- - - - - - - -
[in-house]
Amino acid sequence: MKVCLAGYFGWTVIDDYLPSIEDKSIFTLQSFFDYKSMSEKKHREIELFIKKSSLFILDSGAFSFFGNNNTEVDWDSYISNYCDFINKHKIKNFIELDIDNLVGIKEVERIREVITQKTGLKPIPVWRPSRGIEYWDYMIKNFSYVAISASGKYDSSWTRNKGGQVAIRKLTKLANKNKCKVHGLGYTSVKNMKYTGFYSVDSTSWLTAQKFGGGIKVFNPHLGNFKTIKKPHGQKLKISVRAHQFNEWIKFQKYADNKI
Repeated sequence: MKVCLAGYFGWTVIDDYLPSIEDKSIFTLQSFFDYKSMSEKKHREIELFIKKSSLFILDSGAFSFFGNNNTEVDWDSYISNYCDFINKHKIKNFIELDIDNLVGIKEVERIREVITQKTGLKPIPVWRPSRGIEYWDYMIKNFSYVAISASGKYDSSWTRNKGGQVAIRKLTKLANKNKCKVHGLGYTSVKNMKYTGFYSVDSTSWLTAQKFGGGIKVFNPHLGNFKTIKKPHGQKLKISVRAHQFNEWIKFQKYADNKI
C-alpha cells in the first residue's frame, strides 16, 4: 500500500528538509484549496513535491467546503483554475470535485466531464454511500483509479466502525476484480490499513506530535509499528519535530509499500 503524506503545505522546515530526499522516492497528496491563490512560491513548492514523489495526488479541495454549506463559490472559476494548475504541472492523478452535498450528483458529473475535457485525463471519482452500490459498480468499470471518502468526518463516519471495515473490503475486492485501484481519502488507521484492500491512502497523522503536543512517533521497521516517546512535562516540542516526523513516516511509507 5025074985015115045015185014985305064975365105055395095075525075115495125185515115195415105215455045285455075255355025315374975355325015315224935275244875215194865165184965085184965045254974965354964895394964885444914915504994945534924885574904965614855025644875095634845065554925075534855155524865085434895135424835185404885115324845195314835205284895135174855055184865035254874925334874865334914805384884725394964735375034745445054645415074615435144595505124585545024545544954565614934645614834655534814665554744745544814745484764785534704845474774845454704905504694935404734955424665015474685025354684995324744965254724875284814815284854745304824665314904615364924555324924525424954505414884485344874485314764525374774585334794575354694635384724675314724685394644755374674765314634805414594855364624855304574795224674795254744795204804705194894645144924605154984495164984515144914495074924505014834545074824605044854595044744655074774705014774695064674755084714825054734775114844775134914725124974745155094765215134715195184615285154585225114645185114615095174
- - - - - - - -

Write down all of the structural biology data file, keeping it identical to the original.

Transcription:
[in-house]
Amino acid sequence: MKVCLAGYFGWTVIDDYLPSIEDKSIFTLQSFFDYKSMSEKKHREIELFIKKSSLFILDSGAFSFFGNNNTEVDWDSYISNYCDFINKHKIKNFIELDIDNLVGIKEVERIREVITQKTGLKPIPVWRPSRGIEYWDYMIKNFSYVAISASGKYDSSWTRNKGGQVAIRKLTKLANKNKCKVHGLGYTSVKNMKYTGFYSVDSTSWLTAQKFGGGIKVFNPHLGNFKTIKKPHGQKLKISVRAHQFNEWIKFQKYADNKI
Repeated sequence: MKVCLAGYFGWTVIDDYLPSIEDKSIFTLQSFFDYKSMSEKKHREIELFIKKSSLFILDSGAFSFFGNNNTEVDWDSYISNYCDFINKHKIKNFIELDIDNLVGIKEVERIREVITQKTGLKPIPVWRPSRGIEYWDYMIKNFSYVAISASGKYDSSWTRNKGGQVAIRKLTKLANKNKCKVHGLGYTSVKNMKYTGFYSVDSTSWLTAQKFGGGIKVFNPHLGNFKTIKKPHGQKLKISVRAHQFNEWIKFQKYADNKI
C-alpha cells in the first residue's frame, strides 16, 4: 500500500528538509484549496513535491467546503483554475470535485466531464454511500483509479466502525476484480490499513506530535509499528519535530509499500 503524506503545505522546515530526499522516492497528496491563490512560491513548492514523489495526488479541495454549506463559490472559476494548475504541472492523478452535498450528483458529473475535457485525463471519482452500490459498480468499470471518502468526518463516519471495515473490503475486492485501484481519502488507521484492500491512502497523522503536543512517533521497521516517546512535562516540542516526523513516516511509507 5025074985015115045015185014985305064975365105055395095075525075115495125185515115195415105215455045285455075255355025315374975355325015315224935275244875215194865165184965085184965045254974965354964895394964885444914915504994945534924885574904965614855025644875095634845065554925075534855155524865085434895135424835185404885115324845195314835205284895135174855055184865035254874925334874865334914805384884725394964735375034745445054645415074615435144595505124585545024545544954565614934645614834655534814665554744745544814745484764785534704845474774845454704905504694935404734955424665015474685025354684995324744965254724875284814815284854745304824665314904615364924555324924525424954505414884485344874485314764525374774585334794575354694635384724675314724685394644755374674765314634805414594855364624855304574795224674795254744795204804705194894645144924605154984495164984515144914495074924505014834545074824605044854595044744655074774705014774695064674755084714825054734775114844775134914725124974745155094765215134715195184615285154585225114645185114615095174